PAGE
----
Wednesday, August 25, 2010

Moira recommends: Easy reading

A friend was asking me for suggestions now that her 2.5 year old is starting to get interested in non board books. This is an expanded version of the email I sent her.

The Olivia books by Ian Falconer. There are now books based off the TV show, too. I like the TV show, but haven't read any of the books based on it yet, so I can't recommend those. The originals are all in black, white and red, and the TV show ones are in color, so it's easy to tell them apart. The stories are pretty short, in fact the one we have is a board book, but I still think it's good for older toddlers.

Books by Arnold Lobel, like Frog and Toad, Mouse Tales and Owl at Home. Very small chapter books, with each story being about 10 pages long. We just checked out a collection of his books on CD from the library and I finally get a break from the CD (which is 13 minutes long and all Moira has wanted to listen to for the last 3 weeks) we have of my next recommendation.

Books by Kevin Henkes. We have Julius, the Baby Of the World, although I wouldn't recommend it for someone who is about to or has just become a big sibling. He has a number of books in this world, where everyone is a mouse. My chiropractor has a couple and Moira really likes them. They are mostly very sweet and show the kid mice figuring out how to share and be friends without adult interference.

Curious George by Margaret Rey & HA Rey. From a modern perspective there's a lot of lessons to be concerned about in these books, but the same can be said of Dr Seuss. I was especially amused when we read "Curious George Goes To the Hospital" and all the kids are left in a giant kids ward and none of the parents stay with them. Moira is in love with George right now. Each story is 20-30 pages long, so this is better if your kid has a long attention span.

The Adventures of Little bear by Else Holmelund Minarik and illustrated by Maurice Sendak. These are also small chapter books. Little Bear appears to be living in Victorian times, but Mother Bear is a very gentle and connected parent. I think these are sweet.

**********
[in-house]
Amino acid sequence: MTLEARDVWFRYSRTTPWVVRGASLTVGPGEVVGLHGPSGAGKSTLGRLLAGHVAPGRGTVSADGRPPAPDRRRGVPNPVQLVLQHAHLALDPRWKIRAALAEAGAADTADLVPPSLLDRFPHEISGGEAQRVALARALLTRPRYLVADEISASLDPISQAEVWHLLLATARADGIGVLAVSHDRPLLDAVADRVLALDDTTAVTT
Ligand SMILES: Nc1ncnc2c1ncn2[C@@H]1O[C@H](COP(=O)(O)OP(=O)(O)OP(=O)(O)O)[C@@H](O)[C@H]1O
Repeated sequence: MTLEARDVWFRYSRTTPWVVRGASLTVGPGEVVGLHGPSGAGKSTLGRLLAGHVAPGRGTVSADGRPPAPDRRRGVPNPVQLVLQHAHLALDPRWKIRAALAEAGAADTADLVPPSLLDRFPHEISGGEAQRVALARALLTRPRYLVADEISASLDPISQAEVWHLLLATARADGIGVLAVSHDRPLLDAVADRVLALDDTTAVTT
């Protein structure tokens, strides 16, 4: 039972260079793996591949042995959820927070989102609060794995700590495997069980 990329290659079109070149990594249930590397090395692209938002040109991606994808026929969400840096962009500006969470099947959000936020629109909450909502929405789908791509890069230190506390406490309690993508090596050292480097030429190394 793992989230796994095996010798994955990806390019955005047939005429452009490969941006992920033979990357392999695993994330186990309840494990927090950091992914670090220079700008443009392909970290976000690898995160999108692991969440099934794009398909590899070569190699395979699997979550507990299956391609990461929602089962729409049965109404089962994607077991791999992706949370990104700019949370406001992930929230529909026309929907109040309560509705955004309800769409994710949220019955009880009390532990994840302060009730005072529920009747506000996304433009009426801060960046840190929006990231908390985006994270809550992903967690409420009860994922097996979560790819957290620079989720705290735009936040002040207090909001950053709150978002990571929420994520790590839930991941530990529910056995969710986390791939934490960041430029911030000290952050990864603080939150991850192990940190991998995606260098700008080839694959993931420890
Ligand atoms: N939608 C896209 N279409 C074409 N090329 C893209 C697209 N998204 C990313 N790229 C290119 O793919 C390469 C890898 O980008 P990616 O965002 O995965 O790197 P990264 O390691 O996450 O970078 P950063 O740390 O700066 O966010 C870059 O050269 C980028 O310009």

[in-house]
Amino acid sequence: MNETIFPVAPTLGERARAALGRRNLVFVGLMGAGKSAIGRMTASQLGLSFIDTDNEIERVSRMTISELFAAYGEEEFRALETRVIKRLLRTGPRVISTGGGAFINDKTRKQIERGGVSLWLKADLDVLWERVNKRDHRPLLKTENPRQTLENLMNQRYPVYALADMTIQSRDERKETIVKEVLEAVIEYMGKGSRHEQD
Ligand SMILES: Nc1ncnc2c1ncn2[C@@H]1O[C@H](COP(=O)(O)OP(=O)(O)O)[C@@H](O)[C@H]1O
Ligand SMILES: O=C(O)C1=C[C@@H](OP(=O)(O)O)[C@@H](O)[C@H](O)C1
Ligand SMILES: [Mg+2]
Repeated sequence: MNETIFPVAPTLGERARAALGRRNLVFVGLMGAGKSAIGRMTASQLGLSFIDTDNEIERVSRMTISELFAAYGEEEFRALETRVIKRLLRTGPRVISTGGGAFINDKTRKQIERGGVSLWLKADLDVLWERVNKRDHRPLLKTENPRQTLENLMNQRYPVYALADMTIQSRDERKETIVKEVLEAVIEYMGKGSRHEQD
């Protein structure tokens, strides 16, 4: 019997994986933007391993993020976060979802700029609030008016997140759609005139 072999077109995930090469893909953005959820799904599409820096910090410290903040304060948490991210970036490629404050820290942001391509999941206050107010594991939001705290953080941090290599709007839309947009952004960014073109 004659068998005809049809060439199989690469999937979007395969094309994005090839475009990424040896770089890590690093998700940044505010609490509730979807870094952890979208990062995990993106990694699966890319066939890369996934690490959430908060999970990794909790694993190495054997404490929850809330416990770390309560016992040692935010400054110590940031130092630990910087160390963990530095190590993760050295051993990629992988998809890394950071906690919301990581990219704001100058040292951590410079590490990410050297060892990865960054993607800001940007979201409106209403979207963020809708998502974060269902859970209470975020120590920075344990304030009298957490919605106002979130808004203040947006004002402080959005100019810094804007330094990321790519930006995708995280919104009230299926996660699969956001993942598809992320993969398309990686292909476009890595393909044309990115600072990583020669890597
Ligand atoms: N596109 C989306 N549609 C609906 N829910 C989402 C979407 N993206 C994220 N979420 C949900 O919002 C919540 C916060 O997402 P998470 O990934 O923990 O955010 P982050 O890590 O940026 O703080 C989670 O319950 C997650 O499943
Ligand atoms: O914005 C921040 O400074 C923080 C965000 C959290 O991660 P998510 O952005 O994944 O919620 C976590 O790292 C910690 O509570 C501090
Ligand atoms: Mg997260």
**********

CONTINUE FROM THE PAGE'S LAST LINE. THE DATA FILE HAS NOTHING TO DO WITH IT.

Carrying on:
Books by Mercer Meyer. Little Critter is another series where if you have or are about to have a baby, you should check them out before you buy them (the characters are porcupines), but Mercer Mayer has some other series books like Boy, Dog, Frog that are very cute and don't have plot lines about how awful babies are.

The I Can Read series (Level 1 or 2), is actually really great for this age. The stories are usually gentle and the language is simplified but there's usually good plot development. Arnold Lobel's books, Boy, Frog, Dog and Little Bear books are all from that series.

4 comments:

  1. I love your list, and I have to say that quite a few of these titles have made it onto our shelves. Some of my old Mercer Meyer books are here too, and we change around the story line in some cases to have some inkling of a positive tone.

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  2. No Harlan Quist?! Did we raise you wrong?

    BTW, we have some CTW books to share with Moira next time we get together. Has she been introduced to them yet?

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  3. My favorite part of Curious George is when he sniffs ether at the hospital. ;)

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  4. How bizarre... The only Curious George book we have (my son is 2.5) is the one where he goes to the hospital. My husband and I just kept eyeballing one another the first time we read it. It had come from a trusted source so we didn't scour the books before putting them into play, which we usually do. It's still on the shelf, but we do a little explaining along with the story.

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